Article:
Memoirs of the right honourable Edmund Burke; or, An impartial review of his private life, his public conduct, his speeches in parliament, and the different productions of his pen
Was andere dazu sagen - Rezension schreiben
Es wurden keine Rezensionen gefunden.
Andere Ausgaben - Alle anzeigen
administration admiration America appeared authority avowed bill British Burke Burke's cabal called character Chatham circumstances colonies conduct considered constitution corruption council court crown debate declared despotism dignity duke duke of Portland duke of York duty earl earl Fitzwilliam Edmund Burke effect eloquence England equally executive government exerted fame father favor fays force former France French friends genius honourable gentleman house of commons interest justice king king's kingdom late letter liberty lord Chatham lord Gower lord John Cavendish lord North lord Temple lordship majesty majesty's mankind marquis measures ment mind minister ministry mould nation nature never noble North Briton object opinion orator parliament party pensions persons Pitt political prince of Wales principles remarks repeal resolutions revenue right honourable royal scheme secretary sentiments shew sir Joshua soon sovereign speech spirit thing throne tion trade vote whole
Seite 38 - Here lies our good Edmund, whose genius was such, We scarcely can praise it, or blame it too much ; Who, born for the Universe, narrow'd his mind, And to party gave up what was meant for mankind.
Seite 220 - But, my lords, who is the man, that, in addition to the disgraces and mischiefs of the war, has dared to authorize and associate to our arms the tomahawk and scalping-knife of the savage; to call into civilized alliance the wild and inhuman inhabitant of the woods...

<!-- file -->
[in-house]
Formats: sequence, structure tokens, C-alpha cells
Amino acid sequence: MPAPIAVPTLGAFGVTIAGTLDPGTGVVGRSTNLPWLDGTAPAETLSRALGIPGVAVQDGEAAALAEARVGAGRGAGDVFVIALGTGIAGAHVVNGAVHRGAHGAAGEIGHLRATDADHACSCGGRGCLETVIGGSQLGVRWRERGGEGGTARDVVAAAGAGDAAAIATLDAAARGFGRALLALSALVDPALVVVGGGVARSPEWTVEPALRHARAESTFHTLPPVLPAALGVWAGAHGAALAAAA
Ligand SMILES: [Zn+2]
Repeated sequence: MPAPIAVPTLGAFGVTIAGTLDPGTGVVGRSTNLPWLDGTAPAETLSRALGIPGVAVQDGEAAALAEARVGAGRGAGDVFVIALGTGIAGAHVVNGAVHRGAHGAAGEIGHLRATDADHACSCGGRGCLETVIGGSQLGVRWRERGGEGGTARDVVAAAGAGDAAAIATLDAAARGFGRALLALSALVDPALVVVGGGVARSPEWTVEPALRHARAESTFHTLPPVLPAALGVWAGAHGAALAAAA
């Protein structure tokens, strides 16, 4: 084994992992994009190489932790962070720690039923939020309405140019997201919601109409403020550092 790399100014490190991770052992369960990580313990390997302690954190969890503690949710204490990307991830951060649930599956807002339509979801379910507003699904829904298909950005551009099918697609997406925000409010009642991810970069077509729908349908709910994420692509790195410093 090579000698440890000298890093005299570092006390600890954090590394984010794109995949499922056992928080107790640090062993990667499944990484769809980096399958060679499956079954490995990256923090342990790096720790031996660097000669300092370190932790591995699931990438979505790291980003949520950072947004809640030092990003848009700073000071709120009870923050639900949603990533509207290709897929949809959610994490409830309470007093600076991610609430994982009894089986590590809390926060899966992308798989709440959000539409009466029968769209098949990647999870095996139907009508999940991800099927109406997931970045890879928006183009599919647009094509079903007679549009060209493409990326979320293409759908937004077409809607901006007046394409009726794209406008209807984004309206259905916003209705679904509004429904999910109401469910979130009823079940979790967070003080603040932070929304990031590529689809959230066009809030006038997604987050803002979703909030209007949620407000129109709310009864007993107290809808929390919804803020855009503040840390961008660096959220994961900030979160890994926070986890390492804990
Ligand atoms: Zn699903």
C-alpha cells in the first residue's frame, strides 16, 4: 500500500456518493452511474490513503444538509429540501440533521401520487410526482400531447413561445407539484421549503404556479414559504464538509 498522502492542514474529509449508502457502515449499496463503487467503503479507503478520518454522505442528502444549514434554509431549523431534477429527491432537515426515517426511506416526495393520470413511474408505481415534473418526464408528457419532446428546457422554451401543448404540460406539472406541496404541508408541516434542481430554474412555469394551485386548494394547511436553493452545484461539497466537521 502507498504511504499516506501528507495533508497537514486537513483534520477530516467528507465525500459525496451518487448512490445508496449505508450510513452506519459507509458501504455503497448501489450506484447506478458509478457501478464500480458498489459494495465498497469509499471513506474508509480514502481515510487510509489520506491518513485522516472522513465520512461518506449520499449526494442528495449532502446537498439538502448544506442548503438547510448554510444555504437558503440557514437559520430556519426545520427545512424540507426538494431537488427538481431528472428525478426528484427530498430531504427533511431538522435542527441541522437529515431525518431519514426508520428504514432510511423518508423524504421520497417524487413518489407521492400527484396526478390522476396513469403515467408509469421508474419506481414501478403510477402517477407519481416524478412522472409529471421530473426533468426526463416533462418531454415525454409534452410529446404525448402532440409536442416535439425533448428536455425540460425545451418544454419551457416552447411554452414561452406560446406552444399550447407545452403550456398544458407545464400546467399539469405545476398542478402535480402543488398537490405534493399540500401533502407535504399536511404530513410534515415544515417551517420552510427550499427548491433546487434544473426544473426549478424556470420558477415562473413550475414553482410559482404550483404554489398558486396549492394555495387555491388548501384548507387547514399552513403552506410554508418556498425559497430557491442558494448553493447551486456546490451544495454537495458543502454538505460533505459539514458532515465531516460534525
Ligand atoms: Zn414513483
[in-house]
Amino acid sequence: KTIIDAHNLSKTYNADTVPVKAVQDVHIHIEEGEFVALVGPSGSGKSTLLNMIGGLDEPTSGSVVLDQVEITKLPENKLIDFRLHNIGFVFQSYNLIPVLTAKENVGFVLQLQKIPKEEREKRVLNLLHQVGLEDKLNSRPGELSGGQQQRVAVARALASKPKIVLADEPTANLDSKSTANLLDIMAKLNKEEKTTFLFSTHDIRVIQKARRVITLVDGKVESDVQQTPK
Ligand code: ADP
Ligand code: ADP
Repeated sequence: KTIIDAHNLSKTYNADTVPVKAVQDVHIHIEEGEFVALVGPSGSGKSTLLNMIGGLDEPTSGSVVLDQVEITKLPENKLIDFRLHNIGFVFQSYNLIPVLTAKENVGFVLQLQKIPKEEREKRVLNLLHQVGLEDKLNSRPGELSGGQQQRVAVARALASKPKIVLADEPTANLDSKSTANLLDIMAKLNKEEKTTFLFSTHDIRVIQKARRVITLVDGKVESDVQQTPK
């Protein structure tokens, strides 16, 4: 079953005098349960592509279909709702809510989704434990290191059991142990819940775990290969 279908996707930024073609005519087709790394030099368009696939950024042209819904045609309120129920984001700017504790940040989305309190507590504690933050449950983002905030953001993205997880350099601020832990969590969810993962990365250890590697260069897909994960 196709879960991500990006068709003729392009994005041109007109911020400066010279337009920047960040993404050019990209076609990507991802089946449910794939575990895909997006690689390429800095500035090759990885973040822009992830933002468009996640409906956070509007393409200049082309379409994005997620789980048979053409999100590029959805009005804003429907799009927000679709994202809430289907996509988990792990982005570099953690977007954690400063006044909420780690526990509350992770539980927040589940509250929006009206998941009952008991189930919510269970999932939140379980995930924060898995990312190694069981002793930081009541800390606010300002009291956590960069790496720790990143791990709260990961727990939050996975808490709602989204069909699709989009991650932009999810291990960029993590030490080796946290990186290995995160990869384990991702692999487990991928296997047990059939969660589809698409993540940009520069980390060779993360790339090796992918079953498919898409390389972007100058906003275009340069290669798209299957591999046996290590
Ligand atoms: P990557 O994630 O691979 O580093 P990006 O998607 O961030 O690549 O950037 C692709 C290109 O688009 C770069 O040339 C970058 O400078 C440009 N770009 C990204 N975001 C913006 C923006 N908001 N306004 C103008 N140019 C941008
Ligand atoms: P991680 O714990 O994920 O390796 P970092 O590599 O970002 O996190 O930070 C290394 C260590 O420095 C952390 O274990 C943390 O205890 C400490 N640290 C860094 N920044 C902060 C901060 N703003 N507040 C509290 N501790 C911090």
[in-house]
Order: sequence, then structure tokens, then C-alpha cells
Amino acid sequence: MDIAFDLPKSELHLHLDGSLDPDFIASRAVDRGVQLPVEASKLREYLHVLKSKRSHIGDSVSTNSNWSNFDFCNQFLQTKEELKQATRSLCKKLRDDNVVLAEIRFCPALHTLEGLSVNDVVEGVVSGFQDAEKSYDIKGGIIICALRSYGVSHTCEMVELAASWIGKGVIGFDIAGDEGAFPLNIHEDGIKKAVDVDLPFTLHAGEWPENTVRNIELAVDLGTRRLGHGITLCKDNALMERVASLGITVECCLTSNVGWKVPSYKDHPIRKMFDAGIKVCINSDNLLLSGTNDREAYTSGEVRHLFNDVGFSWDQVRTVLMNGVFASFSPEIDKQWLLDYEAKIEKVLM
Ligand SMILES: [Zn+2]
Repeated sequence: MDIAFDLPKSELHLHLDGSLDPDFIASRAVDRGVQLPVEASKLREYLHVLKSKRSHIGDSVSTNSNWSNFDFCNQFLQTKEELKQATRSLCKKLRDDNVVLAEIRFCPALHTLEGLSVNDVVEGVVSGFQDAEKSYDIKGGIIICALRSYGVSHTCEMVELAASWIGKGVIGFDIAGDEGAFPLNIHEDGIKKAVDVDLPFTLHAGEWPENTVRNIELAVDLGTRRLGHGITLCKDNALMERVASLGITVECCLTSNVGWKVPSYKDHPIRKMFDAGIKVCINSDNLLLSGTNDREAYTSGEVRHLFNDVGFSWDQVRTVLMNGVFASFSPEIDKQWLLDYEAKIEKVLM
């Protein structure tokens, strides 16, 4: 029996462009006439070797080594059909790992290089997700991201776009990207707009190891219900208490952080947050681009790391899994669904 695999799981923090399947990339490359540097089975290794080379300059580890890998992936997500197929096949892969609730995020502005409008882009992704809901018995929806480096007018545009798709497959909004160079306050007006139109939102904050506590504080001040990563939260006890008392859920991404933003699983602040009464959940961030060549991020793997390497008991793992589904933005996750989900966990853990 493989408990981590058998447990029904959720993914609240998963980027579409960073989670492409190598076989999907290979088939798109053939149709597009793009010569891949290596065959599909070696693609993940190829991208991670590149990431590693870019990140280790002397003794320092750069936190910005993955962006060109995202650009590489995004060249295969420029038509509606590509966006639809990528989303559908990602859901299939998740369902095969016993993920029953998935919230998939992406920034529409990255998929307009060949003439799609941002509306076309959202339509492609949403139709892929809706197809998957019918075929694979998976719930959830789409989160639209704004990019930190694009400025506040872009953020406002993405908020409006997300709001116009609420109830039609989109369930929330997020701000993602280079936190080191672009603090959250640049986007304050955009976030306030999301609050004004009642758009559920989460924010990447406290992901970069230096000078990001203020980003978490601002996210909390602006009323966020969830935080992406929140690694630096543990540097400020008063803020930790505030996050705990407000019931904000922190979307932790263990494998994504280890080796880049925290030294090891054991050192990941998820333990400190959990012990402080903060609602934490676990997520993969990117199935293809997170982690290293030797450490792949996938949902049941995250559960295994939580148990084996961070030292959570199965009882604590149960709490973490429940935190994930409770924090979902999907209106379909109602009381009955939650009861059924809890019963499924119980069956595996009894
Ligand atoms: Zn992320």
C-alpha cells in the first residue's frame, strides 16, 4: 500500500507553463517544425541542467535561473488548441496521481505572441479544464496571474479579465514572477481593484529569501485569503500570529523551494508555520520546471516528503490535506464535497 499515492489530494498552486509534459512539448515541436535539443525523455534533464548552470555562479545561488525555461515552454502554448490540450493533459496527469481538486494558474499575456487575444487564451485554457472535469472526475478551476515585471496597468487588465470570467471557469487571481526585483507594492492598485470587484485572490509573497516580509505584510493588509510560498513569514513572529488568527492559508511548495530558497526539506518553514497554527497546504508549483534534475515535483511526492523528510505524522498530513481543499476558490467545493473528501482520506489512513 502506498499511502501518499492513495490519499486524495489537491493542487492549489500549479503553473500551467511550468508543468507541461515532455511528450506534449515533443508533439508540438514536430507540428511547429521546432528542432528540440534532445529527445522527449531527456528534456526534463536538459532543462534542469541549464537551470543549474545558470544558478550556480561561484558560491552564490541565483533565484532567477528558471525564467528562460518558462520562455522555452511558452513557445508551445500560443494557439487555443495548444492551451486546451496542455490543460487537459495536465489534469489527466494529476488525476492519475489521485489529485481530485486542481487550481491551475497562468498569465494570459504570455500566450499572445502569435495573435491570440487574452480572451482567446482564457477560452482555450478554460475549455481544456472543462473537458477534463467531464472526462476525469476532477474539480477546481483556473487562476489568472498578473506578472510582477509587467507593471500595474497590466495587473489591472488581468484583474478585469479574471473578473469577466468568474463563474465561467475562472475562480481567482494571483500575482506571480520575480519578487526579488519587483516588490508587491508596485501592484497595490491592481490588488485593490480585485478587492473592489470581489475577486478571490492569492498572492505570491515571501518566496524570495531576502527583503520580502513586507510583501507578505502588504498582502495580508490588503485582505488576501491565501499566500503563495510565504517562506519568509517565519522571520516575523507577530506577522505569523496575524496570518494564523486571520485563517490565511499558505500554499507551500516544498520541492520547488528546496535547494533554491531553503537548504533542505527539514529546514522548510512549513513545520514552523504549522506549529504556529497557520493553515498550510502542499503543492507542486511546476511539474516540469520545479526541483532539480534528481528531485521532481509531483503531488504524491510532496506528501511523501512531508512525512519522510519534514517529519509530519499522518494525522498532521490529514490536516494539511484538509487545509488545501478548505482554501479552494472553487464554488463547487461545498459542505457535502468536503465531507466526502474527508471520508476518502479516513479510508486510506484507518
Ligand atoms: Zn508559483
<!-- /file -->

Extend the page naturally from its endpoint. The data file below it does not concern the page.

Seite 141 - ... some way related to the business that was to be done within it. If he was ambitious, I will say this for him, his ambition was of a noble and generous strain. It was to raise himself not by...
Seite 38 - Who, too deep for his hearers, still went on refining, And thought of convincing, while they thought of dining...
Seite 142 - He was bred to the law, which is, in my opinion, one of the first and noblest of human sciences; a science which does more to quicken and invigorate the understanding, than all the other kinds of learning put together ; but it is not apt, except in persons very happily born, to open and to liberalize the mind exactly in the same proportion.
Seite 98 - ... them in a superior manner did not always preserve, when they delineated individual nature. His portraits remind the spectator of the invention of history, and the amenity of landscape.
Seite 98 - Sir Joshua Reynolds was, on very many accounts, one of the most memorable men of his time. He was the first Englishman who added the praise of the elegant arts to the other glories of his country. In taste, in grace, in facility, in happy invention, and in the richness and harmony of colouring, he was equal to the great masters of the renowned ages.
Seite 263 - But he has put to hazard his ease, his security, his interest, his power, even his darling popularity, for the benefit of a people whom he has never seen.
Seite 38 - Though equal to all things, for all things unfit; Too nice for a statesman, too proud for a wit; For a patriot, too cool; for a drudge, disobedient; And too fond of the right to pursue the expedient. In short, 'twas his fate, unemploy'd or in place, sir, To eat mutton cold, and cut blocks with a razor.